25 November 2008

The diamond of Darkhold

At last! It took a while to get my copy of The diamond of Darkhold, final book in Jeanne DuPrau's Ember quartet. (the others being The book of Ember, The people of Sparks and The prophet of Yonwood). I thought I had it a couple of times, but was disappointed on each occasion. It's not yet published in the UK, and chains which thought they had it on import kept turned out not to after all.

I normally wait for paperback editions to come out. A good book in paperback is so much easier to pick up and carry, to read standing up on the tube, to have as a companion at a moment's notice. But I really couldn't wait for this one – if that seems strange, well, then you haven't my love of strong but believable protagonists who tackle big issues and important dilemmas for young readers.

Anyway ... third time lucky: I finally got my paws on a copy from Amazon, and read it today, and it was well worth both the wait and the effort.

After Yonwood, we are back with Lina and Doon – not long after the close of Sparks. The Emberites are now part of Sparks, but the problems which led to conflict have only been accepted and faced – they haven't gone away. Doon and Lina do what they do best, seeking to understand their world and help those around them with courage and fortitude. They go in search of a prize, not knowing what it might be, fuelled equally by senses of adventure and responsibility, and in the end they find it.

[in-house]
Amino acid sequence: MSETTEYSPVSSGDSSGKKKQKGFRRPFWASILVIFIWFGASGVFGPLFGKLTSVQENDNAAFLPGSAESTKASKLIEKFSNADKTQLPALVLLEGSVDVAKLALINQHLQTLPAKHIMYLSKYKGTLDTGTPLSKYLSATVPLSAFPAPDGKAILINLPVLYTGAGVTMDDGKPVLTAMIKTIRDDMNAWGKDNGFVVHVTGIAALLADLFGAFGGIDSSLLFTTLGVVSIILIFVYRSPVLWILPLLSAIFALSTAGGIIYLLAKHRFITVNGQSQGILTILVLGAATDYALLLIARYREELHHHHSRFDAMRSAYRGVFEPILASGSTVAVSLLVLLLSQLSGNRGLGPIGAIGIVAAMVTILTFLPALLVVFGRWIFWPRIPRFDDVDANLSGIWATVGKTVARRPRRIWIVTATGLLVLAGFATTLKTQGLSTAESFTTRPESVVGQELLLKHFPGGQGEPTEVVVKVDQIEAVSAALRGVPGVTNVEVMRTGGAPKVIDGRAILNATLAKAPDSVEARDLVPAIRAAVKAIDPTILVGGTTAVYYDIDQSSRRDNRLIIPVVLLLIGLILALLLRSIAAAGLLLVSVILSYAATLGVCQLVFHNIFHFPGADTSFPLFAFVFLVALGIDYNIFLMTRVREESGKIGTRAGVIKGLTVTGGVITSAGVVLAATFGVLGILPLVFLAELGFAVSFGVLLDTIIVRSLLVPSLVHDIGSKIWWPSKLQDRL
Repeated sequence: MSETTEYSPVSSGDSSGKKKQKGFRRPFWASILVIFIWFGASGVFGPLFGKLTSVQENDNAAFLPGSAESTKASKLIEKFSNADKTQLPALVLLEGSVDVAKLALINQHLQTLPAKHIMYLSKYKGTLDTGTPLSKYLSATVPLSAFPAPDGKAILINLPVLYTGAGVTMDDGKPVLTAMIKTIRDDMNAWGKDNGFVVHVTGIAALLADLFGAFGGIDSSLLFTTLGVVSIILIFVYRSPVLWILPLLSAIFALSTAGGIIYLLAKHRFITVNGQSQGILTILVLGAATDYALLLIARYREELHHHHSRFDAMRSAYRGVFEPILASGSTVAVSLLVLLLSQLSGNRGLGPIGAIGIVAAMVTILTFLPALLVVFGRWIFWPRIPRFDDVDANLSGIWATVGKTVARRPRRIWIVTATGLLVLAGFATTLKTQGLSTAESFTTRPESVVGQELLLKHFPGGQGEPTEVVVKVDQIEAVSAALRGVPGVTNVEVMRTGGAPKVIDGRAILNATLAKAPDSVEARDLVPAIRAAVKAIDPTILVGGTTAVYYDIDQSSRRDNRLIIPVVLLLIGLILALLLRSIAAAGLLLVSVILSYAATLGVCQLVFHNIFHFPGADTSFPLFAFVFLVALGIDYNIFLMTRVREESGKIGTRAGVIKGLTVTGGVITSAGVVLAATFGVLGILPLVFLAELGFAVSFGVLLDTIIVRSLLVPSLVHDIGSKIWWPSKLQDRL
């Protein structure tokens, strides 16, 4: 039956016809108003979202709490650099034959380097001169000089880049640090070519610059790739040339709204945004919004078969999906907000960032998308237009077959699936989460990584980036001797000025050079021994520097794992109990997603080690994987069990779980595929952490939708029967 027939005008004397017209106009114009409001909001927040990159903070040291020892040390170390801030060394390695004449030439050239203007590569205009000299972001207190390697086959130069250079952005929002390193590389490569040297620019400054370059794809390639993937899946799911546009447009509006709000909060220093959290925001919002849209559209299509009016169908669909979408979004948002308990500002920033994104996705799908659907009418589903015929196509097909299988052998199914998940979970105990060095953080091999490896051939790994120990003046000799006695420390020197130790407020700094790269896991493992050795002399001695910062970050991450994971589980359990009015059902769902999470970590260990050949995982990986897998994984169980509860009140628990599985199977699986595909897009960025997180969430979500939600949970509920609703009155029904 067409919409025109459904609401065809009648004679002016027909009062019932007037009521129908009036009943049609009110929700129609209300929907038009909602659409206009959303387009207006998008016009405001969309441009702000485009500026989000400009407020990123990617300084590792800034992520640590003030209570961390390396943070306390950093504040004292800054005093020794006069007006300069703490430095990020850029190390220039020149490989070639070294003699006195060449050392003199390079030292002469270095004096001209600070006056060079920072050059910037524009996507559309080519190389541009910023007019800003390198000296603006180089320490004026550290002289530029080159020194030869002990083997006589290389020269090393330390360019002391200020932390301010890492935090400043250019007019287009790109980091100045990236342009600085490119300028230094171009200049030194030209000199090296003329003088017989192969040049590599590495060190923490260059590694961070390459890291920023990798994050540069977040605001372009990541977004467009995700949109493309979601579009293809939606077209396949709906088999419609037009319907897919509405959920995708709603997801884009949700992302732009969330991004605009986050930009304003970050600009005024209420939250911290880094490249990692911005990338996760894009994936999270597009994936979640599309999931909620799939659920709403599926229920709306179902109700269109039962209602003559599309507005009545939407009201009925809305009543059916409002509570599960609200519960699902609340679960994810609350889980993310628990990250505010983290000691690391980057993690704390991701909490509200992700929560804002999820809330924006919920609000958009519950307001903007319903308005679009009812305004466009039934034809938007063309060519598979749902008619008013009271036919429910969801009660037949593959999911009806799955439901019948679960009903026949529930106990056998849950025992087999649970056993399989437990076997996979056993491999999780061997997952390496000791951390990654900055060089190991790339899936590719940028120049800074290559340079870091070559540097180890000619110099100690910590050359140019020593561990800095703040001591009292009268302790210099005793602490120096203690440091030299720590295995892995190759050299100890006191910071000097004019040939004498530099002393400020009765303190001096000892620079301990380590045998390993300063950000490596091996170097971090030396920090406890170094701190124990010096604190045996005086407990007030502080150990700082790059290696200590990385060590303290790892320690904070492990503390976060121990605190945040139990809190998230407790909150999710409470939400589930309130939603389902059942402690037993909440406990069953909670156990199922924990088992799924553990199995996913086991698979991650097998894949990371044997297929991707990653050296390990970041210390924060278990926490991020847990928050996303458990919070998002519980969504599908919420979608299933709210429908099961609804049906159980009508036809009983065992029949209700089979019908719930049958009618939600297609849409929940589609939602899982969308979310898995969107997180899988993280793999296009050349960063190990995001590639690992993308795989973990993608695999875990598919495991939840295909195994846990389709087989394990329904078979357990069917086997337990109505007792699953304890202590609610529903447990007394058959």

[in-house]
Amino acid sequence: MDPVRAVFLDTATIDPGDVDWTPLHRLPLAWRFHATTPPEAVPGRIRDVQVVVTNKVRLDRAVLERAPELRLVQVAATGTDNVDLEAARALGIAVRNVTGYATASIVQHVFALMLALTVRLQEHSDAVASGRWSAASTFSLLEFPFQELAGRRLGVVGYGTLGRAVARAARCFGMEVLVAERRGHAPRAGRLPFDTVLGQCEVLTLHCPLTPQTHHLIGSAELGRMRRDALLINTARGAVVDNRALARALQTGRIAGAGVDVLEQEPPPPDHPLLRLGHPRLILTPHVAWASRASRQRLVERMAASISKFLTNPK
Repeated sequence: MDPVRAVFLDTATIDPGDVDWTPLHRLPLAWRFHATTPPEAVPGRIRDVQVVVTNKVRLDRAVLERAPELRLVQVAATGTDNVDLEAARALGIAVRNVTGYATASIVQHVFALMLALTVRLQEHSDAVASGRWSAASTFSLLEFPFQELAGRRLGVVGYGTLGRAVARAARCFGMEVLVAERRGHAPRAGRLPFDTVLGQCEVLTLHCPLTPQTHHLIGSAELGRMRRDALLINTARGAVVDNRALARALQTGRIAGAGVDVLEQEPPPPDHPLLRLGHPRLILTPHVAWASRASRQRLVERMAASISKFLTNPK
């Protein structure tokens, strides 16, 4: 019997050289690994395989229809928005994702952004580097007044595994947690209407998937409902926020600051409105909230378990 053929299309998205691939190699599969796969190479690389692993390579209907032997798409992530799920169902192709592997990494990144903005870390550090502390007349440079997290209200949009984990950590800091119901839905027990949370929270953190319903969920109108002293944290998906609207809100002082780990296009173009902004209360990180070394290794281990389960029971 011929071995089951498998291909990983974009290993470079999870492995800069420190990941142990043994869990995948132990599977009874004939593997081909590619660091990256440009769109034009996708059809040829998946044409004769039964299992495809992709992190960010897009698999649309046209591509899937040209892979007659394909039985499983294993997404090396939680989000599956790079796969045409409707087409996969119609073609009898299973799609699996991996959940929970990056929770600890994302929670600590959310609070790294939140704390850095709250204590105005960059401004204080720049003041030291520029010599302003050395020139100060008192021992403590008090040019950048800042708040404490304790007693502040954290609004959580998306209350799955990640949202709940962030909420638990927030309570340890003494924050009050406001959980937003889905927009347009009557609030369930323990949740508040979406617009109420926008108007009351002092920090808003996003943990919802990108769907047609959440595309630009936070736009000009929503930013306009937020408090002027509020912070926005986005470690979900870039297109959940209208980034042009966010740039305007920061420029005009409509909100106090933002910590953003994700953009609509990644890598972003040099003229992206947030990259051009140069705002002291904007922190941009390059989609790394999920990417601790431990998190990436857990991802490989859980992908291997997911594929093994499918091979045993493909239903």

The same strong currents of warmth, humanity, generosity and responsibility flow through this book as through the others. Once again, the lazy simplicity of true villains is eschewed in favour of more complicated characters who challenge the moral thinking of Lina, Doon and the reader. Hope, redemption and compassion are again central – not as a gloss, but through honest inner struggle. And all of this applies to small vanities as much as to large conflicts; even the empty headed Lizzie Briscoe has her day and a personal epiphany.

Loose ends are tied off satisfyingly by the end, and a cautious map of the future sketched in. Intriguing possibilities are left open from which future stories could grow – but those stories, if they are told, will be new territory. Endings are often the Achilles' heel of adventure stories, especially those for young readers; DuPrau deftly and skilfully avoids that danger.

A thoroughly satisfying closure to a wonderful sequence. If you enjoyed Ember and Sparks, don't miss it.

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